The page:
pin 7 – Serial clock out (SCLK)
pin 6 – Serial data out (DIN)
pin 5 – Data/Command select (D/C)
pin 4 – LCD chip select (CS)
pin 3 – LCD reset (RST)

Connect pin 6 on the LCD to +5, pin 8 to Ground and pin 7 to +5 if you want the back light. I connected a switch to my display so I could turn the light on or off.  Add the swtich between the +5 and pin 7 if you wish.

I uploaded a demo 5110 sketch to make sure the screen worked. It did.

The DHT only has one data pin, the middle pin, and it goes to D2 on the chip.  Connect the others to +5 and ground.

WP_20160118_00_04_44_Pro_LI (2)As the ESP8266 is intolerant of higher voltages, I installed a 3.3v regulator to power the module.  I grab a five volt line, solder it to the right pin of the to220 regulator, the left most pin to ground and the middle pin to the VCC pin on the 8266.  The TX line from the 8266 goes to D0 on the 328, the RX line to D1 and, ground to ground. You also, if you have the v1 of the module, connect power to the chip select pin (4) of the 8266 as well as connect its RST pin to the reset pin of the 328. 

The RTC (real time clock) is connected:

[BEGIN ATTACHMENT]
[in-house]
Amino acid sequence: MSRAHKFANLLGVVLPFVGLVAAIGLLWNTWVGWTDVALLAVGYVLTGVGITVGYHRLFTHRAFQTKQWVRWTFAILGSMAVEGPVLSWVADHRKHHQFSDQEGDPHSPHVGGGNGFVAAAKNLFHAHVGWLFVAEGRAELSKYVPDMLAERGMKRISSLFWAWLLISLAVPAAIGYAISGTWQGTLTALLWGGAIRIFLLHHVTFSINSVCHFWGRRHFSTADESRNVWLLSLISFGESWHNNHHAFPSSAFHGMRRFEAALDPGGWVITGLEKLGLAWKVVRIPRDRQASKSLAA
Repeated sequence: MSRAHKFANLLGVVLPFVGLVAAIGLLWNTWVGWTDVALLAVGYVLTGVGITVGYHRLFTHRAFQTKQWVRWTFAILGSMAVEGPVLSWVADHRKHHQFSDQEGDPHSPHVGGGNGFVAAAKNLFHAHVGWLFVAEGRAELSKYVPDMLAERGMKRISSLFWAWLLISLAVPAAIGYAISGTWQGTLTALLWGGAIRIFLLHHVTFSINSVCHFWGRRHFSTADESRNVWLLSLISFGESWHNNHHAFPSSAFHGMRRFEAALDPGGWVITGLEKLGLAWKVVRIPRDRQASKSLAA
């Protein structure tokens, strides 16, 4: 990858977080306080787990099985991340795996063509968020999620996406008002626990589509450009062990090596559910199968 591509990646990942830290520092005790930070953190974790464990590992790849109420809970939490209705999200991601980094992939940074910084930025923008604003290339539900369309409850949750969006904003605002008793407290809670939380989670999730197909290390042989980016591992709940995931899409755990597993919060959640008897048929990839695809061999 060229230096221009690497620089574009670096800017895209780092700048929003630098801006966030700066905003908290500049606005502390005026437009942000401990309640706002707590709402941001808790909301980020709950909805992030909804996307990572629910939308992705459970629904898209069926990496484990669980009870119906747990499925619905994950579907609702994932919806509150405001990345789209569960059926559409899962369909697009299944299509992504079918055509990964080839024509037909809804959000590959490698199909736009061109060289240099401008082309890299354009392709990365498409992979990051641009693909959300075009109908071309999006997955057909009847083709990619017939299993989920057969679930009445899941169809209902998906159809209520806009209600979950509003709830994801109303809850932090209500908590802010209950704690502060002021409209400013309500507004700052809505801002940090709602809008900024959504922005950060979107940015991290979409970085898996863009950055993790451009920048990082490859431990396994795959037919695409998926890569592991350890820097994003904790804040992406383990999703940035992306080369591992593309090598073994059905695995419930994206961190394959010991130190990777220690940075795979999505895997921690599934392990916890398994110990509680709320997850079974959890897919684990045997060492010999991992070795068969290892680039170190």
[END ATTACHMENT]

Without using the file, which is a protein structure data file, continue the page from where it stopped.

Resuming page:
SCL to A5 on 328
SDA to A4 on 328
VCC to +5
GND to ground

Connect it all up and you have a complete wifi based room monitor. For now, it returns the temperature and humidity.  At somepoint, I am going to return a timestamp so I graph the data and figure out when the temperature spikes or cools. 

Software

WP_20160122_13_12_55_Pro_LIGetting the LCD to display the date, time, temperature and humidity was simple.  The issue I have is with the wifi module. And it is also keeping me from posting a complete solution. So, I am going to post what I have. If one of you can figure out the webserver piece, please share it with us. I am sure it is something I am doing wrong. 

The code is at the end of this post.

Building things from ‘scratch’ is far more rewarding than just connecting a few sensors to an UNO or some other board.  But, you can do that if you wish.  At any rate, no matter what you do, YOU are still doing it and that is what matters. 

Code:

/*********************************************************************
* This sketch uses the Adafruit libraries for Monochrome Nokia 5110 LCD Displays
*
* Pick one up today in the adafruit shop!
* ——> http://www.adafruit.com/products/338
*
* These displays use SPI to communicate, 4 or 5 pins are required to
* interface
*
* Adafruit invests time and resources providing this open source code,
* please support Adafruit and open-source hardware by purchasing
* products from Adafruit!
*
* Written by Limor Fried/Ladyada  for Adafruit Industries.
* BSD license, check license.txt for more information
* All text above, and the splash screen must be included in any redistribution